“It was tough,” said Charlie, “physically and emotionally, but I got through it with the help of my family, friends, team mates and the great medical team I worked with. I think it is important that no matter what the challenge is, if you need help for it, you seek it out and find the right people to help you through.”
Martini Talapusi, of Rugby ATL, Atlanta, Georgia, also sustained injuries. First breaking his leg in 2017, and then, during the second game of his return to Rugby he tore his ACL, the ligament that connects the thighbone (femur) to the shinbone (tibia).
“Thankfully, I had a good support system pushing me and the mindset of knowing why I wanted to keep playing and who for. That really helped to get me through it!”
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Whilst the world sits in uncertain times, a good support network can provide feelings of security and confidence, helping you to maintain or rediscover a certainty in your own abilities and ambition.
On building and sustaining a strong mindset, Cherif Traorè puts, “the desire to train” as one of the key traits required to be a pro-athlete. He told us, “My biggest challenge was during my time at my very first club, Viadana Rugby. I worked hard. I really pushed myself to the limits, knowing that was the way forward to the career I wanted to achieve.”
However tough, Cherif’s strong work-ethic has led him to play for Italian team, Benetton Rugby.
“We were on tour in Japan when I was told I’d made the team. I was very happy. I couldn’t wait to descend on the field with my brothers. The day I found out, we went on to win the game against Japan. I was so proud to go home to Italy with a very important victory.”
Challenges are in nature, demanding and often frustrating, but the results can be abundant. To keep moving forward takes effort and determination. At major milestones, we must also be prepared to adapt, just as Maliq Holden adapted to a new club when he joined Cornish Pirates.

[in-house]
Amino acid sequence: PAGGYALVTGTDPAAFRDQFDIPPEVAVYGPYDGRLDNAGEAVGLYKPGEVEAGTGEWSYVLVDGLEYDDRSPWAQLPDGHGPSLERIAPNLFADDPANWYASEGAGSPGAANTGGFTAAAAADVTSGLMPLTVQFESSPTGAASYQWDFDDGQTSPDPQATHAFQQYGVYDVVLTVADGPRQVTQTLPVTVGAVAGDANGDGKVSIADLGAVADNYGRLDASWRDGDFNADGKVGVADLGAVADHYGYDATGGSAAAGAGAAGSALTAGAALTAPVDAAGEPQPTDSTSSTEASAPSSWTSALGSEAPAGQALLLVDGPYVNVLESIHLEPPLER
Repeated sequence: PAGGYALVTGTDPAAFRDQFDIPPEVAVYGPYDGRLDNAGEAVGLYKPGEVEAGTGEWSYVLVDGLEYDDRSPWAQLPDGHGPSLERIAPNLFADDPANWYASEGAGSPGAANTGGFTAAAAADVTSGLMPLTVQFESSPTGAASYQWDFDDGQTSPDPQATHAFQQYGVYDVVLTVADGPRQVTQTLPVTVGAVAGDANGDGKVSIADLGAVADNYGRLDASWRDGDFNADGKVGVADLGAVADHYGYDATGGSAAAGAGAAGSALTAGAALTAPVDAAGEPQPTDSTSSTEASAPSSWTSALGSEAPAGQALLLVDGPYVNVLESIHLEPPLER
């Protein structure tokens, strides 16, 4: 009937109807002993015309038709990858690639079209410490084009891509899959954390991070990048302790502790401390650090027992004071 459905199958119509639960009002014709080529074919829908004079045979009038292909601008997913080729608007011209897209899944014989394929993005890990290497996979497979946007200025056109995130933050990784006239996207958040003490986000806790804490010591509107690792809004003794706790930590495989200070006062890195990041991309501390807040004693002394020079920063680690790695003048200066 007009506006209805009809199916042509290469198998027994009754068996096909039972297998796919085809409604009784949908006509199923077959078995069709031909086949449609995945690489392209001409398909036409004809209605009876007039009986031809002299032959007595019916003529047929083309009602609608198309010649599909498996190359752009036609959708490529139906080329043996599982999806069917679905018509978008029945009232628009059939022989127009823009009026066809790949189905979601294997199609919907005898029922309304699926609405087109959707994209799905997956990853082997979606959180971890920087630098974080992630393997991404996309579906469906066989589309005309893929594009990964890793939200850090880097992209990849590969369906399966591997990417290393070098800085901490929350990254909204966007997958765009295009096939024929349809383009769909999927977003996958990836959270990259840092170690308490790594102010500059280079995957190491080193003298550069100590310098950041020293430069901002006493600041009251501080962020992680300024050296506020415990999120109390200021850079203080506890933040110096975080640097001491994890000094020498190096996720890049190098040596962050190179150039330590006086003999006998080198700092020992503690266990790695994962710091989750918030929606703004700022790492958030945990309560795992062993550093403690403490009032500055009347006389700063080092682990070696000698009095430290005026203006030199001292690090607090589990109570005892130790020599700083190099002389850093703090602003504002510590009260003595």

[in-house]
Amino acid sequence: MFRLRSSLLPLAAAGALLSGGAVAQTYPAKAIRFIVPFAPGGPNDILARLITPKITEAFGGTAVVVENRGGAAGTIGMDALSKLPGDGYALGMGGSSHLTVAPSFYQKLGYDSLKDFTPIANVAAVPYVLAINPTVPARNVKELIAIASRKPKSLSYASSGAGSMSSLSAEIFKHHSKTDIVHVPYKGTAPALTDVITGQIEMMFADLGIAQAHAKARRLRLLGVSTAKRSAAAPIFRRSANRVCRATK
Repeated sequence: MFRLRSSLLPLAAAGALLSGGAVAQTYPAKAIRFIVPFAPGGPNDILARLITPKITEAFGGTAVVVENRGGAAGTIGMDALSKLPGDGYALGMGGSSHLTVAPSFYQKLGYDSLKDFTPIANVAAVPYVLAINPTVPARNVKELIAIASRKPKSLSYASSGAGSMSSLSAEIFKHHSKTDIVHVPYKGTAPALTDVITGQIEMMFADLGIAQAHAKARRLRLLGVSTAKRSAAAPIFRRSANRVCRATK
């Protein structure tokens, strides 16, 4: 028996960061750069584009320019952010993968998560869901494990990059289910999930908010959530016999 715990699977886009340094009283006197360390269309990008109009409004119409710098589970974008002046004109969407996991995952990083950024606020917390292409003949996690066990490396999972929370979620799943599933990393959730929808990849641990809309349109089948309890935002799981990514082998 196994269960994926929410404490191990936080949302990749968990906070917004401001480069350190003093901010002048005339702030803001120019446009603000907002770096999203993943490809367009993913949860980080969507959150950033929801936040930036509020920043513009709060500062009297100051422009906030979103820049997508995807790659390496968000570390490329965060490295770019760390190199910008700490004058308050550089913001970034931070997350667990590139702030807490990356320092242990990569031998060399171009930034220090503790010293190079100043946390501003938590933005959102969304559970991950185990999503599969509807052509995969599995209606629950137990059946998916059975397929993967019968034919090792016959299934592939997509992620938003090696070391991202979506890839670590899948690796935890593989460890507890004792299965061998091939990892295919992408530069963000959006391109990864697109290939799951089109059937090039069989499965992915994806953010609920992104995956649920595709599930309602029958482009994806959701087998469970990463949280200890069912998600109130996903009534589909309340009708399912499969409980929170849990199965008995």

“My first year at my current club I struggled to play, and it was so tough mentally as I wasn’t used to that feeling.”
“I overcame it by trying to maximise every single session and worrying less about selection on the weekend. This focus helped me improve and fully commit every day and when I got my opportunity, I was in a much better position than I would have been in had I stayed in the initial negative mindset.”
I felt and looked this tired on leg 12 😂😂 Thanks for the message! https://t.co/sGMFQB8XF9
— Maliq Holden (@maliq_holden) May 13, 2020
To be a champion in any endeavour, be it in business or lifestyle, you must learn to face challenges and overcome them, through reaching out to others for support, upholding an unyielding self-belief and being able to adapt to unexpected situations in order to come back stronger.
And sports stories offer empowering messages, relatable to real people.
If your club is facing challenges, reach out to TMA International. We have solutions to revenue into the club.
If you are a business, contact TMA International. We have marketing solutions that will connect you to one of the most loyal communities in the world.
Now is the time to adapt. Contact firstname.lastname@example.org